Rehana Kausar and Sobia Kamar are the first Muslim lesbians united in a civil ceremony in the UK; both women are from Pakistan and have applied for political asylum, claiming that they fear for their lives upon a return to Pakistan.
A leading human rights advocate for Thai Muslims has said that the Thai government is silencing victims of rape and sexual assualt by soldiers with payouts.
A district head in Indonesia’s north Aceh has issued a ban on dancing in public by adult women, which particularly affects the traditional dance women used to perform to welcome guests.
Dozens of students in China’s Xinjiang province went to the streets last week Wednesday in a rare protest for the right of Uyghur girls to wear the headscarf in school.
The Council on American-Islamic Relations is urging for a hijab-friendly policy in all federal and local US prison facilities.
The number of HIV-positive women in Malaysia is increasing; like Norlela Mokhtar, who established a shelter for women living with HIV, most women are infected by their husbands.
In the Palestinian West Bank, an increasing number of service personnel making house calls is female, despite the fact that this field was previously considered a male domain.
The Belgian city of Ghent has scrapped the ban on civil servants wearing the headscarf, which was imposed in 2007.
Even though many women face many challenges after a divorce, the divorce rate in Pakistan is on the rise.
Unwanted pregnancies and sexually transmitted infections are a concern for many Syrian women who are internally displaced or refugees. Sexual exploitation, meanwhile, continues to be an enormous problem for Syrian refugee women in Jordan.
May 23rd was the first International Day to End Obstetric Fistula, which is a health condition that arises during child birth and mainly affects (very) poor women. It is estimated that around 6,000 women in Pakistan have this condition and are in need of reconstructive surgery, which they generally cannot afford.
The Muslim Students’ Society of Nigeria has taken the Lagos state government to court over the alleged hijab ban in secondary schools in the state and the unclarity from the state on this matter.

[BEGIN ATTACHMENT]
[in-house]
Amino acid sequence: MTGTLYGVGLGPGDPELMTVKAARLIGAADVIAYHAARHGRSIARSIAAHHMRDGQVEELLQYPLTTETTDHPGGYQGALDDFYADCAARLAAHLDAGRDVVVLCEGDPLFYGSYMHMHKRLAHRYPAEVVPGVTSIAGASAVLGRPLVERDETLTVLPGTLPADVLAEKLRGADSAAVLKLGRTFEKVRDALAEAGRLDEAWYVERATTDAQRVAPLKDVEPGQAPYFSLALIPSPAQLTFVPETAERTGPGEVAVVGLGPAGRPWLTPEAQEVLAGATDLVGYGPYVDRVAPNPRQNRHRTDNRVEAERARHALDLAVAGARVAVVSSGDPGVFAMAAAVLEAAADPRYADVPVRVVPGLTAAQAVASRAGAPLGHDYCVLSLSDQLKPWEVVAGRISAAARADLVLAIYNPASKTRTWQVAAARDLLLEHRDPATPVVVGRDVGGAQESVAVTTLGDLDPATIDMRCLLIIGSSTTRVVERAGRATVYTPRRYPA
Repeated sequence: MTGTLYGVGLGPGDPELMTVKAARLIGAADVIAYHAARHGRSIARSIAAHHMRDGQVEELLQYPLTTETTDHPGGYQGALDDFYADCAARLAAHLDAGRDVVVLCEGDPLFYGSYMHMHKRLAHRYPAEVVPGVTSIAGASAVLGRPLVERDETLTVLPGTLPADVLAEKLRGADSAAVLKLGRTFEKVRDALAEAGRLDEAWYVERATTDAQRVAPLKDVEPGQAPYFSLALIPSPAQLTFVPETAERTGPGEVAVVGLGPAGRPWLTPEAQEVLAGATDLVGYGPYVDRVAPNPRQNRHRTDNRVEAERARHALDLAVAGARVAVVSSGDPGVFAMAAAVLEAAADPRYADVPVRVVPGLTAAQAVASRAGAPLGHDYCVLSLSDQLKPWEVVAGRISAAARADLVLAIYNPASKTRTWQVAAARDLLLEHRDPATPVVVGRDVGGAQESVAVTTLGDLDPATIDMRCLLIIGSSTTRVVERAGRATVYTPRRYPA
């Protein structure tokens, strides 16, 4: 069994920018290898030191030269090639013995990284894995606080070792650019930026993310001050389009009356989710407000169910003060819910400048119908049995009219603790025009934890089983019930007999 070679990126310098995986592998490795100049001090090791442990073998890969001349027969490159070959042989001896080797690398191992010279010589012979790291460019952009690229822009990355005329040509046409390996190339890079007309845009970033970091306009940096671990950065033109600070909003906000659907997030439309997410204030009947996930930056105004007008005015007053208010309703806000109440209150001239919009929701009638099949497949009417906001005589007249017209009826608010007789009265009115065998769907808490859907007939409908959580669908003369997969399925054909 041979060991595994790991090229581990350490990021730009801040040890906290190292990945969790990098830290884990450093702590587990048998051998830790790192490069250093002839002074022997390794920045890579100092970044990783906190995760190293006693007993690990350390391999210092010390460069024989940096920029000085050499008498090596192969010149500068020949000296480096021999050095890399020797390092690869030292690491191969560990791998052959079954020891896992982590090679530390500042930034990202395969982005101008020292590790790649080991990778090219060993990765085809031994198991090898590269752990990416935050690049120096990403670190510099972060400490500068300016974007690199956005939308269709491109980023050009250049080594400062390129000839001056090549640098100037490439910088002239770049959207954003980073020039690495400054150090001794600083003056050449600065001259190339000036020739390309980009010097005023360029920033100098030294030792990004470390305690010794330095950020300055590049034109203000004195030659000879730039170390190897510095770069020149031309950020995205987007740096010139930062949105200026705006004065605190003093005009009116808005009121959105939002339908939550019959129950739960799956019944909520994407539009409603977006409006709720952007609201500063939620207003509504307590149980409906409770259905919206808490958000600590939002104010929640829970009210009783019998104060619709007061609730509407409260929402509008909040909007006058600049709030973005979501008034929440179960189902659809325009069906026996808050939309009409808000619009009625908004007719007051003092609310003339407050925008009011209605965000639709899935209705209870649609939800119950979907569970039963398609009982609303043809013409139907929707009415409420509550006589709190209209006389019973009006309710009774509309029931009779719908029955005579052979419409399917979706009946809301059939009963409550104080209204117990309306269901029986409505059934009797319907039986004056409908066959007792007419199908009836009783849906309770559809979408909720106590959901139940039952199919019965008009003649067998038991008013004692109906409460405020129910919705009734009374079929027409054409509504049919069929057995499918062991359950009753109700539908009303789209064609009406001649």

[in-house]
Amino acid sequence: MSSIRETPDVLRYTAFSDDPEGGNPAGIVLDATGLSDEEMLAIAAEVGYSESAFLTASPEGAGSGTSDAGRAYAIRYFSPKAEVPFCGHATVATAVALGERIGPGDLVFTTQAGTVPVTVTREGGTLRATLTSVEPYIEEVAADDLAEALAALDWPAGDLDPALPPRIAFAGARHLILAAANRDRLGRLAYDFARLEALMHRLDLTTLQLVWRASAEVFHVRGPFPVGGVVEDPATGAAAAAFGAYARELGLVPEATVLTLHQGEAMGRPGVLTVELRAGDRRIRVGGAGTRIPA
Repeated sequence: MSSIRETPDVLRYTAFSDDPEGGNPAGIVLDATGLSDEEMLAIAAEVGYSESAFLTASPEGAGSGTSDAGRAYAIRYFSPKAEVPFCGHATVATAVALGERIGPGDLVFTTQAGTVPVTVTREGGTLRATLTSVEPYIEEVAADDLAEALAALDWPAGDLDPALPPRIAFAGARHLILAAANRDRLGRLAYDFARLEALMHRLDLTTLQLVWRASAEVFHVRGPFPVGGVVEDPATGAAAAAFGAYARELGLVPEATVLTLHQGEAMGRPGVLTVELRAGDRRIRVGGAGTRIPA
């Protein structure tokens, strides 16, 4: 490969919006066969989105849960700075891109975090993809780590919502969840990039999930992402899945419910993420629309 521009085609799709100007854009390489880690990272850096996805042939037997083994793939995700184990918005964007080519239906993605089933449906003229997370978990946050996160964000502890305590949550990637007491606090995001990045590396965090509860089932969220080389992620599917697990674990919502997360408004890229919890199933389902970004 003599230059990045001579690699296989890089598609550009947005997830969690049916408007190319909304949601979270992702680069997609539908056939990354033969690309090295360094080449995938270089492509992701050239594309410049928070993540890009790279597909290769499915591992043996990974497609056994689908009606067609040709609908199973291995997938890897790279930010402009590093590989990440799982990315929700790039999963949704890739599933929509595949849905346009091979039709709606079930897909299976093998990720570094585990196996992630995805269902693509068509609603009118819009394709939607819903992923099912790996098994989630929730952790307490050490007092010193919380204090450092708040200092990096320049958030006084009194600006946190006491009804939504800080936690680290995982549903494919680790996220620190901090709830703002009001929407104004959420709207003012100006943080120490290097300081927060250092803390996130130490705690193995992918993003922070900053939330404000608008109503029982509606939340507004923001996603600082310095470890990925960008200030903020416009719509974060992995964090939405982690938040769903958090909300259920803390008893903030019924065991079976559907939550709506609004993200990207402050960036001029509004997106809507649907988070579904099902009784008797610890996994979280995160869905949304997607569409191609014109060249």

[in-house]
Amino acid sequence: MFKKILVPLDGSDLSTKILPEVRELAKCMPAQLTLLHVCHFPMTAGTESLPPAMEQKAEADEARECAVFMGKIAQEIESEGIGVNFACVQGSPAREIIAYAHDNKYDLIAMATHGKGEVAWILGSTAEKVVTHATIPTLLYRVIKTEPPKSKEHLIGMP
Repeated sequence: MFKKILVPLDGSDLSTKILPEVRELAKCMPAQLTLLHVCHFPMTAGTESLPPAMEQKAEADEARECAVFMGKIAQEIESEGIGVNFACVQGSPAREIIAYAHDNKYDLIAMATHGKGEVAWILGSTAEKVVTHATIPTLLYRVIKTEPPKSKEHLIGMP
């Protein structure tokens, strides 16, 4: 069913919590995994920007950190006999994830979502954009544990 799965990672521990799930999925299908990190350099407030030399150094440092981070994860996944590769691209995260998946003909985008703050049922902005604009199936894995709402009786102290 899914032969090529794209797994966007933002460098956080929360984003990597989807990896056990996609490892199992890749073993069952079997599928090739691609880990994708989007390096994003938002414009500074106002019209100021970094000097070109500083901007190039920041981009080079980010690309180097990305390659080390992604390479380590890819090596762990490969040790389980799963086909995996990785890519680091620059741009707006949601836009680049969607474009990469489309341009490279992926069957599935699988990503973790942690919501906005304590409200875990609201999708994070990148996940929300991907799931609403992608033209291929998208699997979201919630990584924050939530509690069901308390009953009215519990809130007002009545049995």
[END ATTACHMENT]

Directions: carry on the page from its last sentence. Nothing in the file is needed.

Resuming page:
Last week, Dr. Hadja Sittie Nurlayla Emily M. Marohombsar passed away; she was actively involved in the peace process in the Philippines between the government and the Moro Islamic Liberation Front and hailed as a competent, and very beautiful, educator.
Al Akhbar shares the personal stories of wives and daughters involved in polygynous families in Lebanon.
A Saudi writer, Abdullah Al Dawood, has allegedly tweeted that working women in a gender mixed workplace should be molested. In a later statement, Al Dawood claims he was misquoted, but insists that he is still of the opinion that women shouldn’t work.
Rizanovici is a Bosniak village in Serb dominated territory, and with an aging (predominantly female) population and only 4 inhabitants employed, most villagers are not optimistic about the future of this once thriving village.
Muslim inmates in the UK have beaten up two prison guards, allegedly to urge the release of “radicalized” women.
One female polio worker was killed, another seriously injured in Peshawar, Pakistan; the World Health Organization has suspended the polio campaign in the city after the attack.
Deutsche Welle features a piece on Iranian women’s rights activist Asieh Amini and her work.
The Maldives women’s team has quit a basketball tournament as the players were not allowed to compete in hijab.
Approx. 120,000 women in Afghanistan admit to being addicted to drugs, generally heroin, and often say that they use drugs as a medicine to be able to deal with the stress they are under.
Muslim women in Birmingham, UK have spoken out against the brutal murder of Drummer Lee Rigby, earlier this week.
Women, who are trying to make their living in the informal sector in Khartoum, Sudan, are often subject to exploitation and (sexual) harassment.
A multimedia project in Palestine aims at opening up a dialogue about sexuality and gender diversity.
An art project in Kabul, Afghanistan, where pink balloons were handed out, has received criticism from the Taliban, who claim that it was “mini skirt show” and that its goal was to un-cover Afghan women.